Fenugreek seeds were procured from Yucca Enterprises, paracetamol and diclofenac sodium were obtained as gift samples from Sunij Pharmaceuticals, Ahmedabad. All other chemicals and solvents were of analytical reagent grade.

For isolation of husk, seeds of Trigonella-foenum graecum were initially size reduced to 1000–1500 µ using a Hammer mill. These were then treated with various chlorinated hydrocarbons like chloroform, carbon tetrachloride, methylene chloride and other organic solvents. It was observed that chloroform and methylene chloride are better solvents and were used for experimental work. These crushed seeds were soaked in chloroform for 15 min. By decantation the crushed seeds were separated into husk and core that contains oily portion. Successive extractions with chloroform removed the traces of oily portion and core. The separated husk was air dried and subjected to size reduction by using Hammer mill to 180-250 µ. The milled material was passed through 60 # sieve to get the husk of particle size less than 250 µ. Size reduction was done to increase the surface area and swelling capacity.

The husk powder was evaluated for Swelling index [7], flow properties and particle size distribution. The swelling index is the volume in milliliter occupied by 1 g of a material, including any adhering mucilage, after it has swollen in aqueous liquid for 4 h.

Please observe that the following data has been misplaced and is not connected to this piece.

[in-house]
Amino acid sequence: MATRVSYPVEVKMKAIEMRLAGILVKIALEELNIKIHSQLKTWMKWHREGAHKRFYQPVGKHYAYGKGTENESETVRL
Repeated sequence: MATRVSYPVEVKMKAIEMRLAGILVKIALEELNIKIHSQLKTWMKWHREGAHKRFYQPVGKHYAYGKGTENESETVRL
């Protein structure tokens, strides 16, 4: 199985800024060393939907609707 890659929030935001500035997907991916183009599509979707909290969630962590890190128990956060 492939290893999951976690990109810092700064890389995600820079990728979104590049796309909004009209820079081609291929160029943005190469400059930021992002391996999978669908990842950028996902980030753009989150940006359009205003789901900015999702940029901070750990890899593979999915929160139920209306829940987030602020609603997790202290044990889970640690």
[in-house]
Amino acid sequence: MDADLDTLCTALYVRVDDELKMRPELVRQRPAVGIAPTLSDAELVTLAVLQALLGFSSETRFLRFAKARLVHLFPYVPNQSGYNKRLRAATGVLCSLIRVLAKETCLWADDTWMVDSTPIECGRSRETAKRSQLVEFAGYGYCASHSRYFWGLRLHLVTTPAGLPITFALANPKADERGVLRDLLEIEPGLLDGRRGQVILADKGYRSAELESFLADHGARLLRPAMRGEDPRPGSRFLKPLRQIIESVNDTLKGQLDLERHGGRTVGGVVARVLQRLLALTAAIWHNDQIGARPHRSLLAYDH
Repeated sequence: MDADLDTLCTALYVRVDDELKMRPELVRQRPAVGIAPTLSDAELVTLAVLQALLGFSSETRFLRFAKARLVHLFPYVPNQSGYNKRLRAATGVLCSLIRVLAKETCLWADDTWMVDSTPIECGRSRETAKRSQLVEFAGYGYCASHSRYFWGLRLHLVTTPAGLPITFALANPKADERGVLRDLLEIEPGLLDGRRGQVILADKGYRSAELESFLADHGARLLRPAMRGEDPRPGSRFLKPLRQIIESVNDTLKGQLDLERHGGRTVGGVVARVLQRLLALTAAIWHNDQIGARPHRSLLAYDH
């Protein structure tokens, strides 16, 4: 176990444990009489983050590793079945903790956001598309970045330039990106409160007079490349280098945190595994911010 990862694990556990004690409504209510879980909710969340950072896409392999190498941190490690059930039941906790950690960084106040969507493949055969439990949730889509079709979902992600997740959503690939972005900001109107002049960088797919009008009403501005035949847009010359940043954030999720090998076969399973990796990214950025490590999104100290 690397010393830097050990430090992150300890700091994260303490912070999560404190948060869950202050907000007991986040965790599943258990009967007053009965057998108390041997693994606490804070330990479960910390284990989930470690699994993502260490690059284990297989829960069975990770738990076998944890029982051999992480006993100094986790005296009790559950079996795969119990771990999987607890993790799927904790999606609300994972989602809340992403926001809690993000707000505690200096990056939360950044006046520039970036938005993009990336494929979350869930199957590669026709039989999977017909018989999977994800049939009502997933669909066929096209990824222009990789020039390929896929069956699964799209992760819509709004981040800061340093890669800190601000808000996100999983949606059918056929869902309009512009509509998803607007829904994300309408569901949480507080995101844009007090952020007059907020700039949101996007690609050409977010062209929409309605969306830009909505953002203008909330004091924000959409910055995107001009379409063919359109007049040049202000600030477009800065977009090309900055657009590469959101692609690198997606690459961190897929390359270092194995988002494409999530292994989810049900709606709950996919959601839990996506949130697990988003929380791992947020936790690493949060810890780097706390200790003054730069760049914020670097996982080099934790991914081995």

One gram of powder was placed in a 25 ml groundglass- stoppered cylinder graduated over a height of about 120 to 134 mm in 5 ml divisions. The powder was moistened with 1 ml of ethanol (96%), water was added up to 25 ml and the cylinder was closed. It was shaken vigorously every 10 min for 1 hour and then allowed to stand for 3 h. The volume occupied by the powder was measured, including any adhering mucilage. Three tests were carried out at the same time. Swelling index was calculated from the mean of the three tests [8]. The dried and powdered fenugreek husk was also characterized and evaluated for various physicochemical properties such as Angle of repose, Carr’s compressibility index and Particle size distribution9-11 (Tables 1 and 2).

Parameters Fenugreek husk powder Result
    Paracetamol granules Diclofenac Sodium granules
    Fenugreek Husk Starch Fenugreek Husk Starch
Angle of Repose 21.3° 20.35° 35.22° 23.35° 25.54°
Density: Tapped (g/cc)
Untapped (g/cc)
0.886
0.806
0.68 g/cc
0.75 g/cc
0.52 g/cc
0.62 g/cc
0.58 g/cc
0.64 g/cc
0.72 g/cc
0.88 g/cc
Carr’s compressibility index 9.03% 9.37% 16.10% 10.21% 18.37%
Swelling index (ml) 4.5 - -    

Table 1: Physicochemical Properties of Fenugreek Husk Powder, Paracetamol and Diclofenac Sodium Granules.